When I looked for information about my husband’s disorder I found a number of books and websites on the subject, but the information is scattered, and as one significant other of a bipolar sufferer commented, “most everything you find will be the same vague and uninformative list of symptoms or it’s get your dictionary out and try to follow along with the over-the-top medical terms while weeding theory from fact.” She believes that most people would like something that answers simple day-to-day life questions, and directs them to where to go for support and help with this disorder.

In my search for information I have come across several sites and organizations, such as DBSAlliance, NAMI, NIMH, the Copeland Center for Wellness and Recovery, WebMD, and PsychCentral, that have valuable information. These and other sites are helpful, but it takes a lot of time and effort to find them. There needs to be a central place on the web with information to direct those who are looking for help. For instance, the BBC has a page devoted to helping others understand mental health. The PBS website, probably the closest thing the United States has to the BBC, does not have anything comparable. More obvious links about mental health at popular sites like PBS, Google, or USAToday would be helpful for those seeking help on mental health issues.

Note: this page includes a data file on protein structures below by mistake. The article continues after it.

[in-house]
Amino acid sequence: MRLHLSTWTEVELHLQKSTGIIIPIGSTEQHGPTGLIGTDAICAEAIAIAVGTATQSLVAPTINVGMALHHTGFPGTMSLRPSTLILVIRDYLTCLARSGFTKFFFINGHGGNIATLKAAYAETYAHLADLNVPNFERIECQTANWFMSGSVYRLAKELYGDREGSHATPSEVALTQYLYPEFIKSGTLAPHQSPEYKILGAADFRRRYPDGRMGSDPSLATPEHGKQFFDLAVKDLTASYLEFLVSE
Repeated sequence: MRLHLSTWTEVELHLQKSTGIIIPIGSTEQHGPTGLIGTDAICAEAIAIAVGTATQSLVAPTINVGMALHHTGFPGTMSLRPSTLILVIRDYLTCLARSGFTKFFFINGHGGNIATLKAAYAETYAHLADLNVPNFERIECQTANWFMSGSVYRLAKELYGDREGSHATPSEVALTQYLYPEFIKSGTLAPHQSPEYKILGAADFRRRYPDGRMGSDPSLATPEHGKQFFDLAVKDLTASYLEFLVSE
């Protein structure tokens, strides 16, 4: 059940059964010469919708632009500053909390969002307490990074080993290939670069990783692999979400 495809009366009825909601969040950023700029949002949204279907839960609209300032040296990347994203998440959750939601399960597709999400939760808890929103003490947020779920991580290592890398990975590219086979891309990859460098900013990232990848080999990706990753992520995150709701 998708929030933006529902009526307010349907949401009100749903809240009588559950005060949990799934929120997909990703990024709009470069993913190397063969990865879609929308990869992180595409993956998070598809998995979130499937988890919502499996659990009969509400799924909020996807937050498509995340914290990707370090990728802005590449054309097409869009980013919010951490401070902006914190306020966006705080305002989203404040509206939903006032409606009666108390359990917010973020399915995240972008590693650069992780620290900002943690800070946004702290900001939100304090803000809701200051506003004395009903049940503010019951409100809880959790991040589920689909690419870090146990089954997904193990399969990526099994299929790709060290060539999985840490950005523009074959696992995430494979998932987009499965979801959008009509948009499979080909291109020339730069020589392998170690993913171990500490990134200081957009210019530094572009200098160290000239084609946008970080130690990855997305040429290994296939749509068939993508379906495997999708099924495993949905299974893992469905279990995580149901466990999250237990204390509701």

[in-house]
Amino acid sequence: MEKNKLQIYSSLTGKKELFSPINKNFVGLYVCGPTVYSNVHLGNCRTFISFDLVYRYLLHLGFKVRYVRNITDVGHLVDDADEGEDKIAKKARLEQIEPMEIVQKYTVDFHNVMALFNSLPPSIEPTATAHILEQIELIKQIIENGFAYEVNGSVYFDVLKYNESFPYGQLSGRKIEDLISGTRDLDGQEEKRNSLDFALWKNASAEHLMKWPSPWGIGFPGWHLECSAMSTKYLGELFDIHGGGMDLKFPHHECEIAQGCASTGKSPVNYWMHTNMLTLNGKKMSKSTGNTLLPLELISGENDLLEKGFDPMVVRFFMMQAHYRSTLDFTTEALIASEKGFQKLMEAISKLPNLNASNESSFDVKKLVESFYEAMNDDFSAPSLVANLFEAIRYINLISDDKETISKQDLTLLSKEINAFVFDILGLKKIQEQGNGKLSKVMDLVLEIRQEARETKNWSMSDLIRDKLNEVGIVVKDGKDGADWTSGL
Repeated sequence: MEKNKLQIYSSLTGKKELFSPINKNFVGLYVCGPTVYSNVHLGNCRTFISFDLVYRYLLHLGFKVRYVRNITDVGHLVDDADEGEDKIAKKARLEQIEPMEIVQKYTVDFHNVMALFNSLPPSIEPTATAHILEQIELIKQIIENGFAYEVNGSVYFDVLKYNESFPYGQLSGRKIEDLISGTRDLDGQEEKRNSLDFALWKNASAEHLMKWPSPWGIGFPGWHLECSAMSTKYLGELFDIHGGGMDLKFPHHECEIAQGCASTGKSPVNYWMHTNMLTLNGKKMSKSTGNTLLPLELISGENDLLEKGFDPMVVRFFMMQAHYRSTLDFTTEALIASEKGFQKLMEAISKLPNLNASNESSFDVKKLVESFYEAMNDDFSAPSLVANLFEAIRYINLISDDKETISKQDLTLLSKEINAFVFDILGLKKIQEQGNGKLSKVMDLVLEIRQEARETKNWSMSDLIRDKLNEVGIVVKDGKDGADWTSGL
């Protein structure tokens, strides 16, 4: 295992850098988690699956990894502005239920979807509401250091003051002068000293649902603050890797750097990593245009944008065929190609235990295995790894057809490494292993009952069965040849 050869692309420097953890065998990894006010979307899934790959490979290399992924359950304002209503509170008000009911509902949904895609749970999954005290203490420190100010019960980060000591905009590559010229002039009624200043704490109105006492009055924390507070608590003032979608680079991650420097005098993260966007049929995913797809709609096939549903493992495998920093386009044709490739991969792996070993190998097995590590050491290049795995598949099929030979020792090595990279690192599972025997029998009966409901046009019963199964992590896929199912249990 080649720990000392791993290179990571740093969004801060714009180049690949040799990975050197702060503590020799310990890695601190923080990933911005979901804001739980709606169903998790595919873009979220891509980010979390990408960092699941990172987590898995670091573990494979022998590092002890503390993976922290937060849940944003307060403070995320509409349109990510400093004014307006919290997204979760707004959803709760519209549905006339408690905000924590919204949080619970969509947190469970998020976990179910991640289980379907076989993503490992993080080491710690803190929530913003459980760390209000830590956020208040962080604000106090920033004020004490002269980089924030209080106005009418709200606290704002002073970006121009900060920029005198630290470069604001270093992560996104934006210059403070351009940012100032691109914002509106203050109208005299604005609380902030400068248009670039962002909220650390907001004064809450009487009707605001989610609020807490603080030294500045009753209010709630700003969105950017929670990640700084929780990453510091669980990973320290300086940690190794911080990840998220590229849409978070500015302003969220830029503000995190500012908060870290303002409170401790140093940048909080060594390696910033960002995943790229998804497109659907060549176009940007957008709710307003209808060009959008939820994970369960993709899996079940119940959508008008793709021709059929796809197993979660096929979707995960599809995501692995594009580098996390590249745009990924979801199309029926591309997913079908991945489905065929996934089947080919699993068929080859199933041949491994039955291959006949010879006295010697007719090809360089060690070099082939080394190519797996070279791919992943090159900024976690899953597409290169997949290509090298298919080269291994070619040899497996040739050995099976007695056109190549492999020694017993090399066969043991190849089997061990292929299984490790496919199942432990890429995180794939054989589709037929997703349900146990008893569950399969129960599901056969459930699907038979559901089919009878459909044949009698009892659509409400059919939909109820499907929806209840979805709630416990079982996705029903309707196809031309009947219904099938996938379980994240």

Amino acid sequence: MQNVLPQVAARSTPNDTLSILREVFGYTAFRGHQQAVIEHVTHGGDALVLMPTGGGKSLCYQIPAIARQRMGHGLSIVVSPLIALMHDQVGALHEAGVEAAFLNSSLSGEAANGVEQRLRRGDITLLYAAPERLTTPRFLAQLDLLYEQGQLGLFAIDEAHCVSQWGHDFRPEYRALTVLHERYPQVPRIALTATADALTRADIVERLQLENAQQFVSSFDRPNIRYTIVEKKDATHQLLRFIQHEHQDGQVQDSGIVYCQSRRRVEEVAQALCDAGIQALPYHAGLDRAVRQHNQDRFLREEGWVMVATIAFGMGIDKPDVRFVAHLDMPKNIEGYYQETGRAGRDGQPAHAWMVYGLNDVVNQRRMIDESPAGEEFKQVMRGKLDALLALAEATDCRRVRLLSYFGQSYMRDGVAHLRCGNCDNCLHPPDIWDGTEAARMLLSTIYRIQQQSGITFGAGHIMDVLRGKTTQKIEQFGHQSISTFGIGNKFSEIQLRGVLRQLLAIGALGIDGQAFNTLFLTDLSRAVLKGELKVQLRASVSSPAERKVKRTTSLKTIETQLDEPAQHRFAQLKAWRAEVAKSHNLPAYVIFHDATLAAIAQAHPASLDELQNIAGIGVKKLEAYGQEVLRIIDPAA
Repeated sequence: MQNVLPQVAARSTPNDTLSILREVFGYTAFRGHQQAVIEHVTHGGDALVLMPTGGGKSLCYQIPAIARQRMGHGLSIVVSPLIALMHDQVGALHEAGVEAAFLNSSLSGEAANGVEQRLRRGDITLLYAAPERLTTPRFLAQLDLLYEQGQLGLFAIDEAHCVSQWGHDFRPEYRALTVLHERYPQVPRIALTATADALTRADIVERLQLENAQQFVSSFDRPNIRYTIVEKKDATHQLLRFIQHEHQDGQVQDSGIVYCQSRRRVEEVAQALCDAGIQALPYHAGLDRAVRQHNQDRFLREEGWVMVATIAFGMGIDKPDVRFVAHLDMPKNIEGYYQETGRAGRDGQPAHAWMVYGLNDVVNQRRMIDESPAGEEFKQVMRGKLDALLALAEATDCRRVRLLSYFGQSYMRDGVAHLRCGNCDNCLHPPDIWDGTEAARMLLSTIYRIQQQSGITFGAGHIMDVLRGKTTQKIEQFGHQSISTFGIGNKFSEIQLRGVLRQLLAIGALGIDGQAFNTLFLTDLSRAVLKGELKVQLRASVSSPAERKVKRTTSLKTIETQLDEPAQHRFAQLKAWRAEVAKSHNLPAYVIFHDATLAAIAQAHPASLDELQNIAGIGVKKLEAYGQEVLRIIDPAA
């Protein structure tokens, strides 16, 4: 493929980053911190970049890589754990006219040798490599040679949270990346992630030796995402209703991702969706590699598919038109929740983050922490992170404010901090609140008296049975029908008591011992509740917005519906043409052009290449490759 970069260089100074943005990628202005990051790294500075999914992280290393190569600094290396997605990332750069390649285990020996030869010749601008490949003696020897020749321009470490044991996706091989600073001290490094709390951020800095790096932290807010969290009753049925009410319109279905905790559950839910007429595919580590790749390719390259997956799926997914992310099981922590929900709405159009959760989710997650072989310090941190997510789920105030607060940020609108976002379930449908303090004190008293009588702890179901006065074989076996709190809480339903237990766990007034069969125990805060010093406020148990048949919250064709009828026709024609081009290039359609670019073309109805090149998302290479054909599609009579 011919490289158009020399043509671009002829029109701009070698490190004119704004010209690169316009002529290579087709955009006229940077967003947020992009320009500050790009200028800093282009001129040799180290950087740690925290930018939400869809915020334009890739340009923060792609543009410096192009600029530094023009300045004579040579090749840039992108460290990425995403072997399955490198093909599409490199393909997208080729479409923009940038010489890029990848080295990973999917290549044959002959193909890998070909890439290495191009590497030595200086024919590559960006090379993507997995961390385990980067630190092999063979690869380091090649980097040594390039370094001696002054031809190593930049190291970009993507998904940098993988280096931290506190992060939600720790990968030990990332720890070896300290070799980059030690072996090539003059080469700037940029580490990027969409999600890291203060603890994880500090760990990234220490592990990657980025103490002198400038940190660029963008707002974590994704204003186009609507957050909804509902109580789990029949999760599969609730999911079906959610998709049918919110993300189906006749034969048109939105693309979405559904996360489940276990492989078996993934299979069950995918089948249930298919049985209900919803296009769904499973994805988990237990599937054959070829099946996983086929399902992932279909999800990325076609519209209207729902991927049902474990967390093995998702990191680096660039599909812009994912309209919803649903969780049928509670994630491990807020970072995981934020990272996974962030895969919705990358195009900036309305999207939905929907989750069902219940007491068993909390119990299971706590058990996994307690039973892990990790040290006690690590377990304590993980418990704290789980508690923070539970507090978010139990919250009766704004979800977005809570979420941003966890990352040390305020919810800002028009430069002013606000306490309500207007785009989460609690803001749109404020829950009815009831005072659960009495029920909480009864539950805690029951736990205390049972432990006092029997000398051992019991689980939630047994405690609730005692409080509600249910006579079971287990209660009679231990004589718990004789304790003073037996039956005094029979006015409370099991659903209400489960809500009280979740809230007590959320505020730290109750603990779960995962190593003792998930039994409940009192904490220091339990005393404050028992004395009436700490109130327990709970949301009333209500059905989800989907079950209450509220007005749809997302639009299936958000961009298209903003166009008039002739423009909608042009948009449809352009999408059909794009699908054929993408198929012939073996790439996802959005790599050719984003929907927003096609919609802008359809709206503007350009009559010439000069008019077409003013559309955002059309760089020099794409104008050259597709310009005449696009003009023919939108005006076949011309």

I noticed that Great Britain is taking a proactive course to educate and break the stigma of mental illness. Three organizations funded by the British government and private organizations, Rethink, Mind, the Mental Health Charity, and Time to Change, work together to actively educate the public and reduce the discrimination that those who have mental illnesses struggle with.

In January 2009 they launched a campaign to bring mental health problems to the public’s attention. They did this through media advertising and coverage, online activities and websites, and a program to work with medical schools and teacher training colleges to help reduce the stigma of mental illness.

With these and other efforts, a British government report in June 2009 showed that public attitudes toward mental health are finally turning. They found, among other things, that:
* 77% agree mental illness is an illness like any other, an improvement of 3% on last year and up 6% since 1994